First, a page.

Buffett's Berkshire Hathaway Assumes AIG's Asbestos Risk

A property and casualty unit of bailed-out insurer American International Group Inc. is transferring billions of dollars in potential asbestos liabilities to a subsidiary of Warren Buffett's Berkshire Hathaway Inc.

(April 24, 2011) — Warren Buffett’s Berkshire Hathaway will get  $1.65 billion from Chartis, a property and casualty unit of bailed-out insurer American International Group (AIG), for assuming its risk of asbestos policies.

The agreement reflects AIG’s aims to buy protection against asbestos-related claims, which have become increasingly high for insurers, in an effort to slash its liabilities.

AIG, which has been under state control since its near-bankruptcy in 2008, said the transaction would result in a gain before taxes of around $200 million in the second quarter. As part of the deal with the insurance giant, Berkshire Hathaway’s National Indemnity will take on as much as $3.5 billion in potential claims related to asbestos exposure.

“We believe that this transaction is beneficial for Chartis, as it will reduce the risk of future adverse development of US asbestos exposures, including the risk associated with the recoverability of related reinsurance,” Peter Hancock, the recently named chief executive of Chartis, said in a statement.

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The deal follows similar ones made by Buffett, who has been attracted to the long-term nature of insurance payouts. Last year, Buffett received $2 billion in premiums to cover the asbestos liabilities of the insurer CNA Financial Corp. In February, Buffett revealed that he was on the lookout for more big-time deals after Berkshire Hathaway posted its strongest profits since the start of the financial crisis.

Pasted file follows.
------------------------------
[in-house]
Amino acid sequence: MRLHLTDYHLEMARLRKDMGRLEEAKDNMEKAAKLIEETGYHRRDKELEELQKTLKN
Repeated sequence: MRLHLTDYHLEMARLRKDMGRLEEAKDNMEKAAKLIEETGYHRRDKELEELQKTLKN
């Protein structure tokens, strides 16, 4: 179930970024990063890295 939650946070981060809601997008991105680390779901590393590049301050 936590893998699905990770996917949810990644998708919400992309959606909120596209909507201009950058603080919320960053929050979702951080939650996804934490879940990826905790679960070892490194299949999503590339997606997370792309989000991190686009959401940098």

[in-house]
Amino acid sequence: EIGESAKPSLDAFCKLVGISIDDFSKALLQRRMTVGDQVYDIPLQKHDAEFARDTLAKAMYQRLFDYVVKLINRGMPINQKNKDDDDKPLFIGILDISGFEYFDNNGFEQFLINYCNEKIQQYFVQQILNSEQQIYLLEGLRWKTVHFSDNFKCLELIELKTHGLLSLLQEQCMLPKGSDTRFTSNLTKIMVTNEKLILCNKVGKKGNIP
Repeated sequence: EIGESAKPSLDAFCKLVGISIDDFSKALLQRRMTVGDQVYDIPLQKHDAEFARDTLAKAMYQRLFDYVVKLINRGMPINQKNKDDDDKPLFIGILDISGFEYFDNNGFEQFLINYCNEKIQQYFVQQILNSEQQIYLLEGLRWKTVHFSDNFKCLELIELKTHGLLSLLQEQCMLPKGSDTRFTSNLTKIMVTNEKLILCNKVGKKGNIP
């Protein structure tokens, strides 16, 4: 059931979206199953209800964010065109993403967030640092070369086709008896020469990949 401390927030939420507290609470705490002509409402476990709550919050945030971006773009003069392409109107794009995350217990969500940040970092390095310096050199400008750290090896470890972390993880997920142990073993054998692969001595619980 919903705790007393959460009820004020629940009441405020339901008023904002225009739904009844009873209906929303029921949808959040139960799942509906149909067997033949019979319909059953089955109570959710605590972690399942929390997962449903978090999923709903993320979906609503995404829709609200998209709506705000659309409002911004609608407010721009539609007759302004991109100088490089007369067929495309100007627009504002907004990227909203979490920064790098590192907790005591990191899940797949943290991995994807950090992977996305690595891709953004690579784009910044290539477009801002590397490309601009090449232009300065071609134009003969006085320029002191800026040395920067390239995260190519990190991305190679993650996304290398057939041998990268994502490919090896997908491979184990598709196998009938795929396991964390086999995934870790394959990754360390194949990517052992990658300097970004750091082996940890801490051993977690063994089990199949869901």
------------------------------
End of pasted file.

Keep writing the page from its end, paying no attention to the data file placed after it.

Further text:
Risk transfer deals have also been growing in popularity among UK pensions, which are transferring risk to insurance companies, driven by M&A activity, a growing number of closures and part-closures of defined benefit pension schemes, and concerns over longevity risk. The evidence of this comes from a March report by Hymans Robertson that showed UK pension buyouts, in which an entire scheme is passed to a specialist insurer, are becoming more and more prevalent.

Another example illustrating the growing popularity of risk transfer deals is the Pension Insurance Corporation’s (PIC) February decision to reinsure $799 million of longevity risk to better manage risk and more effectively compete for new business. According to some forecasts, more than $24 billion worth of pension risks could be passed on to insurers this year. PIC has said its transactions indicate the insurer’s desire to focus on risk management and on the efficient allocation of capital.

To contact the <em>aiCIO</em> editor of this story: Paula Vasan at <a href='mailto:pvasan@assetinternational.com'>pvasan@assetinternational.com</a>; 646-308-2742